remember those days, get ready for a wave of nostalgia.

People who rave about this series usually do so not because they

are blinded by their own interest in the subject and are glad

someone did the tale justice. Usually, they marvel at how

someone managed to capture so much and keep the quality so

high. And I believe you will, too.
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When it is dark enough, you can see the stars ...
Kitt32721 February 2003
I have seen this many times now, but it never fails to move me to tears. The passion and love that was put into the making of this series is evident in every single scene. The story isn't simple told; each episode invites the viewer into the story, using black and white photography, news reports, hand-held camera, grainy 60s style film, voice-over, music, SFX .. it exploits every film innovation possible. But even without that, it would still work perfectly, because each story is framed as a personal journey and told through human eyes. It reminds me of a quote in the series, about the reasons for sending a human being to the moon: "Only a man is capable of comprehending the moon in terms understandable to other men." This principle is applied to the series itself, allowing us to comprehend the reality of the journey by showing it to us through the eyes of other human beings. There are many awe-inspiring moments, but my favourite would have to be the end of '1968', the sequence starting from the astronauts seeing the earth rise over the moon to "You saved 1968." The first moon landing and leaving the moon for the last time are also very moving. Overall, it's incredible, from start to finish.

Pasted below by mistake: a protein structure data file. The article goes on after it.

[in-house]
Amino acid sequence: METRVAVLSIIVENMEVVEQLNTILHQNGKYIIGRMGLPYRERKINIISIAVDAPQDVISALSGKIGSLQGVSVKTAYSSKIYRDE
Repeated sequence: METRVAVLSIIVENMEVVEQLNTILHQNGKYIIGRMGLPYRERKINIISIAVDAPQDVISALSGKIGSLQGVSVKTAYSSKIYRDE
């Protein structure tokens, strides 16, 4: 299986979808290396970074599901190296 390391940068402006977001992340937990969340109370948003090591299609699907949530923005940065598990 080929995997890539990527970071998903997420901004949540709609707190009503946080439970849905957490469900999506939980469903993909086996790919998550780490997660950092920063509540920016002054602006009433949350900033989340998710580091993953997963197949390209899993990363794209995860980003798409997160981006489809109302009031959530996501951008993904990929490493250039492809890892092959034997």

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eian-nelson27 December 2005
I have just watched the entire series from start to finish in one hit, absolutely amazing. What a way to spend a bank holiday. I was 8 years old when Neil and Buzz landed on the moon and this series put the whole story into perspective and what and who it was really about. The technological barriers which had to be annihilated to achieve what was achieved. The suspense of the geologists as they excitedly wait for news on the types of rocks and structures and the terrified look from the guy responsible for operating the remote camera on the moon televising the only chance to see a full launch of the lunar module from the surface of the moon for the last time and allowing for the 6 second delay....priceless! .just small, seemingly insignificant stories added together to make this a masterpiece.
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The definitive chronical of the Space Race...
Dylan-3610 January 2000
When taking in the whole of the series, after viewing, I cannot help but be overwhelmed by a sense of awe. Awe at what man has accomplished, awe at the ingeinuity and the diligence that it took for us to take the mighty and unbelievable step as the journey from the earth to the moon.

Tom Hanks' series can only be characterized as the definitive chronical of the space race. Given enough time to properly dissipate the stories, enough talent to portray, and enough insight and intrigue to be accurate, he has put together episode after episode of historically credible and entertaining accounting of this.

Part 1, entitled "Can We Do This?" captures the feeling of overwhelming that America experienced when faced with the daunting task of actually landing on the moon. This episode provides a fitting prologue to the remainder of the series. The second episode, "Apollo 1" is perhaps the first real disection and discussion of the fire that tragically took the lives of astronauts Gus Grissom, Roger Chaffee, and Ed White. (Look for an excellent recounting of the fire itself as told through the narration of Frank Borman...